5 Easy Tips For Maintaining Your Safety Razor
One of the nice thing about traditional safety razors is that they can last a lifetime. The razor blades they use will always be available, and good metal lasts longer than plastic. To get as much mileage out of the razor as possible, it is important to give it some tender love and care now & then.
Here are some tips for maintaining your razor:
1. Wash & Clean the Razor When Changing the Blade
Although traditional razors get rid of hair, cream or soap far more efficiently than a multi-blade razor, they will sooner or later have to be dismantled and cleaned. In this way, you avoid bacterial spread, skin rash – helps you if you suffer from Acne or struggle with sensitive skin. This will also help you in keeping the razor nice and shiny.
Most people change the razor-blade once a week. This is an excellent opportunity to wash the parts with a mild detergent and a brush. Razors without a wooden handle (such as Merkur Futur) can be put in the dishwasher, but we recommend hand-washing for the best results.
2. Assemble the Razor Correctly
Many safety razors have a separate head, comb (also called guard or base-plate) and handle, which are screwed together. These razors are often referred to as 3-piece razors. When replacing the blade, it is important that the base-plate faces the correct way, so that the long sides slopes up towards the head and not down towards the handle.
As with all bolts, the threads can hit askew if one is really unlucky. It is noticed by the head suddenly becomes extremely hard to screw in – when the threads are aligned correctly there should be no resistance before the head meets the guard and the handle.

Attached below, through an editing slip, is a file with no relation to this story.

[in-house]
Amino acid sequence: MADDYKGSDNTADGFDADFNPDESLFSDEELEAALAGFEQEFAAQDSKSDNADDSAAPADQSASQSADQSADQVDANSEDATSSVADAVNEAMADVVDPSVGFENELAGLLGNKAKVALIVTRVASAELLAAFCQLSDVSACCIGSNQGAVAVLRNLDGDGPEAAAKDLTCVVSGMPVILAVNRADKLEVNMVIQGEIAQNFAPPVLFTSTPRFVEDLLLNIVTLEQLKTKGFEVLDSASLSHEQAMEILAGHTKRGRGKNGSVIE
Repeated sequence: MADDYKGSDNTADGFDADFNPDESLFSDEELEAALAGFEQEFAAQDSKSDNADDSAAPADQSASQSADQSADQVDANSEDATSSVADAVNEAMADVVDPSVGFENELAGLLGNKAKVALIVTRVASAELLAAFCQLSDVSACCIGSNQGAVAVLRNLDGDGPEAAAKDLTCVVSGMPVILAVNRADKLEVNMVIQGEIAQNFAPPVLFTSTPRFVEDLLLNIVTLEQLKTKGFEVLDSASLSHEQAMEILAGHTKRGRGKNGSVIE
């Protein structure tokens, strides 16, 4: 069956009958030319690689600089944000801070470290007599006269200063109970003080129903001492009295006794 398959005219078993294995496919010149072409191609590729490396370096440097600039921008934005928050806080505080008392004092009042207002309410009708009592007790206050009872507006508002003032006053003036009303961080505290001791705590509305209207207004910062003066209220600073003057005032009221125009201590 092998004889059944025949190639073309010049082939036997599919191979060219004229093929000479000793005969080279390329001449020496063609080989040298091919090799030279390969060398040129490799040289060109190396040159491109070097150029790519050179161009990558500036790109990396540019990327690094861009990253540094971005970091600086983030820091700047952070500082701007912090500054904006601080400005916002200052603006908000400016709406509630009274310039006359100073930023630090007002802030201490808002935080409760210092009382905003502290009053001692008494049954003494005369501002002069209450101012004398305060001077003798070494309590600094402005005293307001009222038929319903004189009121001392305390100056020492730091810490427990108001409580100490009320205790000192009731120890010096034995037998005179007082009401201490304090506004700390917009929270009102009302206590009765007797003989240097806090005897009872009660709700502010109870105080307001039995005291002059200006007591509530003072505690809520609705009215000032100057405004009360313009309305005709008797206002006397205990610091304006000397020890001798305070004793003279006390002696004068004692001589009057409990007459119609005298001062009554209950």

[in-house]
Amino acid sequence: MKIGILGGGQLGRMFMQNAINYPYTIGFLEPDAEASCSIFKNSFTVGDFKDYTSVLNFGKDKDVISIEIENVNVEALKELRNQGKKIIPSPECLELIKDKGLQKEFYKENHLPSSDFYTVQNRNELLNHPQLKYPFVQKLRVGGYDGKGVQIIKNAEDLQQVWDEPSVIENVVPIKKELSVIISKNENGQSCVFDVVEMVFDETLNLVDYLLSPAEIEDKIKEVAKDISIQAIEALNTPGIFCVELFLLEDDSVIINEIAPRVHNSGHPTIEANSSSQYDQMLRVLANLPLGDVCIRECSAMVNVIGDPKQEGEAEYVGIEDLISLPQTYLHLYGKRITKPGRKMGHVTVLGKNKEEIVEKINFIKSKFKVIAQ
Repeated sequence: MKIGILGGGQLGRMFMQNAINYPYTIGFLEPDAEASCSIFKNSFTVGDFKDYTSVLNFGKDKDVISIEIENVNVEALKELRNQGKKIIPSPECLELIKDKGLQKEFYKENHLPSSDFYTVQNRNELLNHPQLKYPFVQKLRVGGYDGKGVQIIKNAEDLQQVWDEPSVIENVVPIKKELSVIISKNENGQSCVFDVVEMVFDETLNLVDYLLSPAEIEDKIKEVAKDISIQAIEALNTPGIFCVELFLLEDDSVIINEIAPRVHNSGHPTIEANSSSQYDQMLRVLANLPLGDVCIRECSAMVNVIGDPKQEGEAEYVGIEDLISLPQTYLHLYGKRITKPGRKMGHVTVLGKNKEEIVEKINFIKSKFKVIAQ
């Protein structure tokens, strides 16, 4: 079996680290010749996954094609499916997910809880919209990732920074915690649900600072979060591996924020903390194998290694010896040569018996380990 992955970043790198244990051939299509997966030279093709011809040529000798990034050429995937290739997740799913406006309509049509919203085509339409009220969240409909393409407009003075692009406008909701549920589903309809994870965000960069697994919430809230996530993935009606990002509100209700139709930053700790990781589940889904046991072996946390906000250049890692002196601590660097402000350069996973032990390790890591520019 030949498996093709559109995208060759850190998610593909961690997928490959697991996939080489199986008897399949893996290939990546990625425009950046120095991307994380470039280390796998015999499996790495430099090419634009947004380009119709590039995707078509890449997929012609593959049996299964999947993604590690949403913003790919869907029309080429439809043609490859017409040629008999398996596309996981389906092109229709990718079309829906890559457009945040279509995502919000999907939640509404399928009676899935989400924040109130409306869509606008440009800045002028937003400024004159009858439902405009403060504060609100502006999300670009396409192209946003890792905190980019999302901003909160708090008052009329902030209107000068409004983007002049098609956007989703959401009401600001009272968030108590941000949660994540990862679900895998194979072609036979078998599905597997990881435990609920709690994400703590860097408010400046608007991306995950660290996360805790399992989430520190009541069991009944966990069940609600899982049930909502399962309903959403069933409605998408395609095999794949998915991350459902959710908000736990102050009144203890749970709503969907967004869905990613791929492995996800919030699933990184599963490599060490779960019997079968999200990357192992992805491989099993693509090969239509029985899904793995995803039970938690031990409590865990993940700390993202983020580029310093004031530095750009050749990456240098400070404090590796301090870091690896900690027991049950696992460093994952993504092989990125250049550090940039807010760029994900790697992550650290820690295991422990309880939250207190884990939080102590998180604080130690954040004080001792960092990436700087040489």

A simple trick to always get this right: Press the bolt gently against the handle and turn it slow and gentle the “wrong way”, ie counterclockwise from the head. Then you will sooner or later hear a small “click” – this is the point where the threads start. Then turn the head gently clockwise until it tightens against the base-plate and handle.
There is no need to use any force, nice & gentle does it. If you turn too hard, you will destroy the threads. If you need to use any force, this is a sign that there is something wrong.
3. Rinse and Dry the Razor After Use
Do not hang the razor straight back into the rack after shaving. Take a few seconds to rinse it under the tap and wipe it dry with a towel or soft cloth. This will remove the white soap coating that will otherwise form, and wipes away any moisture that might otherwise form on the chrome plating and cause cracks if your razor has a wood handle.
4. Use Maintenance Oil
Some of us have/ had mothers who regularly put the cutlery in oil overnight so that the wooden handle should not dry out. With a coat of oil, the wood handle of the razor is saturated with oil so that water cannot penetrate. The water causes the wood fibers to swell, and when the water evaporates after a while, the wood will be completely dehydrated so that it will eventually crack. Put a drop of oil on the metal to keep the threads fresh and the surface shiny and neat.
5. Polish Chrome
A lot of the popular safety razors are made of forged brass, which is then chromed. Neither brass nor chrome is capable of rusting, but if the razor has been damp for years (see tip no. 3), the chrome surface may corrode. This will look like a dark, small burgundy-colored coating. This is easily removed with chrome glossing, a mild polish available at most hardware stores or online. Polish the razor as you would with any silverware, first with the gloss (cream or liquid) on a soft cloth, then with a dry cloth. The finish becomes mirror-glossy and put on a layer of protective wax while at it. You do this at most once a year.
Important: Do not polish stainless steel razors. Exclusive razors such as Rockwell 6S and Feather AS-D2 are made of stainless steel with a silky matt, anodized finish. Do not polish these with chrome gloss as it will remove the original finish. Since the anodize is hard and the stainless steel cannot corrode, it is only necessary to dry the razor after use.